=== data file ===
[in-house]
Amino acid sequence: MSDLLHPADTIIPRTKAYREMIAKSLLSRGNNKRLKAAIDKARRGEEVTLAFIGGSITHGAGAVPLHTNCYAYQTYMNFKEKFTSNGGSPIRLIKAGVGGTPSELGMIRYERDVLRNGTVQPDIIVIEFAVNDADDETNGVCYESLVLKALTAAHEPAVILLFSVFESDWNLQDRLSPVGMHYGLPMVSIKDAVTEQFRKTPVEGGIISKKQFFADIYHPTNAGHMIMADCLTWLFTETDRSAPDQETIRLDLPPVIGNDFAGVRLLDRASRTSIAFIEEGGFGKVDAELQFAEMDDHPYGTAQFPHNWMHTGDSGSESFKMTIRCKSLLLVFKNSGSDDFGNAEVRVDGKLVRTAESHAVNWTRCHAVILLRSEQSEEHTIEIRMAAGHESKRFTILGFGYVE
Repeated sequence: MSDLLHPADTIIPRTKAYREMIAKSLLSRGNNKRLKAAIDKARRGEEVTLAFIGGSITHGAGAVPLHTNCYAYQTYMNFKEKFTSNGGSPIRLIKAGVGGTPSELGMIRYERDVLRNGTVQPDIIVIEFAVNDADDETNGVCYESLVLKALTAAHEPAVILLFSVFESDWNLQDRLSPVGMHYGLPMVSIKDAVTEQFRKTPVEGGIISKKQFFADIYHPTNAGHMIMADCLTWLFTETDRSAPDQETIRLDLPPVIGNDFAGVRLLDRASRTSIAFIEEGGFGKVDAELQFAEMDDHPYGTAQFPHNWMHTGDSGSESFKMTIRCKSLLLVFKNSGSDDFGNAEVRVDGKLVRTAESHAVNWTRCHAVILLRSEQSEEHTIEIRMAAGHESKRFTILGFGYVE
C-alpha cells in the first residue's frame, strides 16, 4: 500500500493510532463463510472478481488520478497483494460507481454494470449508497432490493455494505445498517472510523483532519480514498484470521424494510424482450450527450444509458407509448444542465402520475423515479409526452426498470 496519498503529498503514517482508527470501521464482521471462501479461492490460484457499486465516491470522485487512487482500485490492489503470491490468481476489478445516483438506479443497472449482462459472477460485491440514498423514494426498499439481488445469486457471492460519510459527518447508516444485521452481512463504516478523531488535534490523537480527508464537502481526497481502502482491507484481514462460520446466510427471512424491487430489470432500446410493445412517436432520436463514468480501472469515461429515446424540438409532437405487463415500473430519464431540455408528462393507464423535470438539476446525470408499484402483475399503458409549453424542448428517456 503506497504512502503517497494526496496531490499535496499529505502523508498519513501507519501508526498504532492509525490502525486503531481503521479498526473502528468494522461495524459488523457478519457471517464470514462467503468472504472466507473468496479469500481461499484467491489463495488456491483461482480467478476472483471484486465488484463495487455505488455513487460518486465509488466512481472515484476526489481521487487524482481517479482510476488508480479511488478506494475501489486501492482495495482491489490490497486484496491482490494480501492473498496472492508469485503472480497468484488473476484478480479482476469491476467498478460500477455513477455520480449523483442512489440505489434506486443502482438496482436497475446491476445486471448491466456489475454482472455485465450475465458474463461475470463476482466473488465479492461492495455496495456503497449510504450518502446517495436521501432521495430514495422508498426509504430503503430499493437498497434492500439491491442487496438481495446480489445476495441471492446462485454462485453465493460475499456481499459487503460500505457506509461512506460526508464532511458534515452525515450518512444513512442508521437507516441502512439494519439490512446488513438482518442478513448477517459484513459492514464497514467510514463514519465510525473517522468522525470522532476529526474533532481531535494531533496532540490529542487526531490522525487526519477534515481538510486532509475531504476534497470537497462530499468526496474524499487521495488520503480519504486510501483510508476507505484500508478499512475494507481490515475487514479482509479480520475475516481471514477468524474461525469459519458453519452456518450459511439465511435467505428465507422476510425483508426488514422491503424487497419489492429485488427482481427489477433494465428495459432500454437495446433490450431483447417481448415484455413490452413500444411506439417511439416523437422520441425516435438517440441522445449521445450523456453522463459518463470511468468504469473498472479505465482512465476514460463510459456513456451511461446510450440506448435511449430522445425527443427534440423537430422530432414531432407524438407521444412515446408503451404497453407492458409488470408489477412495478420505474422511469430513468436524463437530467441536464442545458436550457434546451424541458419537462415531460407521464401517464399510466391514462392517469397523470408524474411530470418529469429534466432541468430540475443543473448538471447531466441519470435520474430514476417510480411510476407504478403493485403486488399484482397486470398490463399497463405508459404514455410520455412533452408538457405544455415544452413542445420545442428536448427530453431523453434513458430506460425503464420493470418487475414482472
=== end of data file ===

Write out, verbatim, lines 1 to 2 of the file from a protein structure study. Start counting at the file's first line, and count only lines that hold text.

[in-house]
Amino acid sequence: MSDLLHPADTIIPRTKAYREMIAKSLLSRGNNKRLKAAIDKARRGEEVTLAFIGGSITHGAGAVPLHTNCYAYQTYMNFKEKFTSNGGSPIRLIKAGVGGTPSELGMIRYERDVLRNGTVQPDIIVIEFAVNDADDETNGVCYESLVLKALTAAHEPAVILLFSVFESDWNLQDRLSPVGMHYGLPMVSIKDAVTEQFRKTPVEGGIISKKQFFADIYHPTNAGHMIMADCLTWLFTETDRSAPDQETIRLDLPPVIGNDFAGVRLLDRASRTSIAFIEEGGFGKVDAELQFAEMDDHPYGTAQFPHNWMHTGDSGSESFKMTIRCKSLLLVFKNSGSDDFGNAEVRVDGKLVRTAESHAVNWTRCHAVILLRSEQSEEHTIEIRMAAGHESKRFTILGFGYVE